Wednesday, 6 December 2006

Energy for free?

New Scientist (02/12/06):

Understanding the swing of things
: "By engineering such variations, Peyrard has shown, you could make heat flow 10 times more easily in one direction than its opposite."! If this can be applied in a real world aplication, surely it would mean rewritting the 2nd law of thermodynamics for starters!

There are multiple ways of extracting useful (work) energy from a temperature difference. Generally a system that does this is called a '
Heat Engine'. Therefore, combining a brand new, state of the art, physics violating heat pump and a thermoelectric generator (using the Seebeck effect) or even a good, old fashioned, Stirling Engine, you can use any heat reservoir (i.e. any matter or radiation with a temperature, i.e. anything!) and extract *all* it's heat (within the operating temperature of this new device) into useful energy.

The article doesn't say anything of the possible uses of a real device (perhaps a conjecture too far considering the massive potential), and as always there are skeptics saying that the 1D computer model of the 'Breather' effect, slowing thermal conduction, is not applicable to the 3D world. Though, carbon nanotubes are practically 1 dimensional creations.

...D'oh!...Hang on, just figured out why my free energy idea is folly: selective resistance to heat flow can no more 'pump' heat, than a diode can pump electicity! (so the answer is a resounding NO...for now) However, you could make digital electronic circuits out of such components that use pure temperature to operate them instead of voltage. Possibly very useful, if components can be realised at a tiny scale.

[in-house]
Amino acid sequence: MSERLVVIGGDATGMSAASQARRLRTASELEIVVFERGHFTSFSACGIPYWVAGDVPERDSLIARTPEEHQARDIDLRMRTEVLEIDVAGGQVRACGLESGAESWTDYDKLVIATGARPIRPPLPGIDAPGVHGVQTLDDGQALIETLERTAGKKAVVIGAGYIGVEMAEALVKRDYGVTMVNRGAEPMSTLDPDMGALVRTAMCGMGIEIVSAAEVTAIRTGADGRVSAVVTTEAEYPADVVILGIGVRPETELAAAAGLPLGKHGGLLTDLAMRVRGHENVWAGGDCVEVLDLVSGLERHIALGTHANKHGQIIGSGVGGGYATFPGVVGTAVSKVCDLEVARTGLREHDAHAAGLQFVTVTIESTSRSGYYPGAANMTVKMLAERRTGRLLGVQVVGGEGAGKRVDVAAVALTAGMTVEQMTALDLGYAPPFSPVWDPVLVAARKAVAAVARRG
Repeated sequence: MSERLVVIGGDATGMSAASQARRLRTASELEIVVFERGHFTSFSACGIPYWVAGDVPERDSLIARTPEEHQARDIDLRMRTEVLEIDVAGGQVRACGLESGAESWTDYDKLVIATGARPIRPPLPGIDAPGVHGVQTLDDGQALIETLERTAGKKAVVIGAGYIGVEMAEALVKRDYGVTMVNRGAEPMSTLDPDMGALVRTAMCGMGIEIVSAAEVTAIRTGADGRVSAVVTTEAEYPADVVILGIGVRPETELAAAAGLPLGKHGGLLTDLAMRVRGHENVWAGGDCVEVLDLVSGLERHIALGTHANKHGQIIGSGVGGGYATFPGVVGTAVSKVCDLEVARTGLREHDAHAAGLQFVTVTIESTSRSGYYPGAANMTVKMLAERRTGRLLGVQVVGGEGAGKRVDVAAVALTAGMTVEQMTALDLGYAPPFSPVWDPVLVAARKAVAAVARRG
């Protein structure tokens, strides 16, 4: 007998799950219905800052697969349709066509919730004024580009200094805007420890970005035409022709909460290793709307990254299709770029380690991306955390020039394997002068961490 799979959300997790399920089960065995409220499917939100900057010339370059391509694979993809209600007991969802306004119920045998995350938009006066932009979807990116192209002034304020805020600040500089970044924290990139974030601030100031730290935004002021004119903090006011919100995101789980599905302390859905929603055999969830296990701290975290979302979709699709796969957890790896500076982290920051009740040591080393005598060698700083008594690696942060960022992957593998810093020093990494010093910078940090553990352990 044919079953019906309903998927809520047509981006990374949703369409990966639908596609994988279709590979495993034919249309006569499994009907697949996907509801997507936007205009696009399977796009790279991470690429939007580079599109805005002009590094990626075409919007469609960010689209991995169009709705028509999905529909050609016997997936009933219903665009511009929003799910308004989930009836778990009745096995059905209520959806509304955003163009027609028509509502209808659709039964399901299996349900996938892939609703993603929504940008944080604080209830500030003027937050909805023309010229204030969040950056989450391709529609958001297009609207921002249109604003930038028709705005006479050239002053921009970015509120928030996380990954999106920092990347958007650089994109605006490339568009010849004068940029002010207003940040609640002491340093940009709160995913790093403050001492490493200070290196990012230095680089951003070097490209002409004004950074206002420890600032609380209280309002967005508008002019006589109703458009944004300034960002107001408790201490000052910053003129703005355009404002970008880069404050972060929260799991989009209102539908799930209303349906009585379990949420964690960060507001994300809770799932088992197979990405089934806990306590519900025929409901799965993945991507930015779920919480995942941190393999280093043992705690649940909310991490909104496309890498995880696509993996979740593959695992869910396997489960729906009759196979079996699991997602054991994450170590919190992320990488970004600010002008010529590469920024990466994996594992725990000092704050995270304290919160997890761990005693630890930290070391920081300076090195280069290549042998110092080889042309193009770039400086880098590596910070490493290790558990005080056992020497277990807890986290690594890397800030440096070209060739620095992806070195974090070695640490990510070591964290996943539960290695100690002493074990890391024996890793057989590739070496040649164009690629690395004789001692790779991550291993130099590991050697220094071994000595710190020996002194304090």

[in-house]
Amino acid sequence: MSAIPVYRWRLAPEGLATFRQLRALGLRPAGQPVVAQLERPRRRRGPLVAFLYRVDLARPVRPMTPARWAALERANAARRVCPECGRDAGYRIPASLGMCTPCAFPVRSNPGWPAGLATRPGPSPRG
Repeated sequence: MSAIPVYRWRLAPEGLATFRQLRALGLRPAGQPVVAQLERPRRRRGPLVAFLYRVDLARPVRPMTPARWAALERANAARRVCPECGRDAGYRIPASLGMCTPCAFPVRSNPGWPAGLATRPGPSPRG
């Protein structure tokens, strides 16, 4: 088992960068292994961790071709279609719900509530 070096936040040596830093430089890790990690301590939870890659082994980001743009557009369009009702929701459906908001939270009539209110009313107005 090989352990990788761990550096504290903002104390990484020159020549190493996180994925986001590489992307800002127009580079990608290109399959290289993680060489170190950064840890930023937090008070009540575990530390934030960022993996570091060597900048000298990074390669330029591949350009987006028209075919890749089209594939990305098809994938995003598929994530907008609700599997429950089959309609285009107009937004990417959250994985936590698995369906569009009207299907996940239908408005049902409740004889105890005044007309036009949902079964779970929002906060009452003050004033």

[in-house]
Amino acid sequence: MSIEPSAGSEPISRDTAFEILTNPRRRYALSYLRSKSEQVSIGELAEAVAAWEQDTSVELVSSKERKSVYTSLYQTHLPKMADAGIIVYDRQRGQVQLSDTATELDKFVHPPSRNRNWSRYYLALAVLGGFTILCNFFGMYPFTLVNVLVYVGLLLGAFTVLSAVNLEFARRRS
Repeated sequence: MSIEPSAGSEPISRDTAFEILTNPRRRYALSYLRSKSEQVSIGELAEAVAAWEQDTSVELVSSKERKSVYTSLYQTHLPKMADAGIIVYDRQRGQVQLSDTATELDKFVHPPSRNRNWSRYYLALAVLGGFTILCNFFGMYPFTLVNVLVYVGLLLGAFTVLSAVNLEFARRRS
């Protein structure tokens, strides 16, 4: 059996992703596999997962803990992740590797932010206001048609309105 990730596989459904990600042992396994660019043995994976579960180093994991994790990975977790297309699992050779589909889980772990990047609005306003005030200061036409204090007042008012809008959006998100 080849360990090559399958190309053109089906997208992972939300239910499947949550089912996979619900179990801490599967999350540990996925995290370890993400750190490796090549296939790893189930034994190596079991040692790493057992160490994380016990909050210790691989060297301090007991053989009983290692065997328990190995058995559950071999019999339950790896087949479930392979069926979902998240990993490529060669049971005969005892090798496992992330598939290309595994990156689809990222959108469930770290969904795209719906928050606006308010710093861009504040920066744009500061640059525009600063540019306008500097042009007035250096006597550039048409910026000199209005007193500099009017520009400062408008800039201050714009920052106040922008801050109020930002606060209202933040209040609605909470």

Also pointed to by this edition is the Pentagon
buying 1 Petaflop (10^15 calculations per second) machines off IBM/Cray, to be built in the next few years. Though they'll probably just be used to calculate simulations of nuclear weapons in excruciating detail (seeing as live tests are frowned upon these days... yes france i'm looking at you! I know Pakistan and India have been naughty too, and North Korea would like us to think the have, but you should know better!), the raw computational power available in such a machine is approximately equivalent to that of all the neurones in a human brain...... which might make for a truely interesting application, if we had more than the fintest clue how the human brain is structured! Hopefully by the time the price of a 1 Petaflop device has fallen from a state budget busting $1/4 Billion to the price of an off the shelf PC (about 2025), we'll have figured out the missing details.



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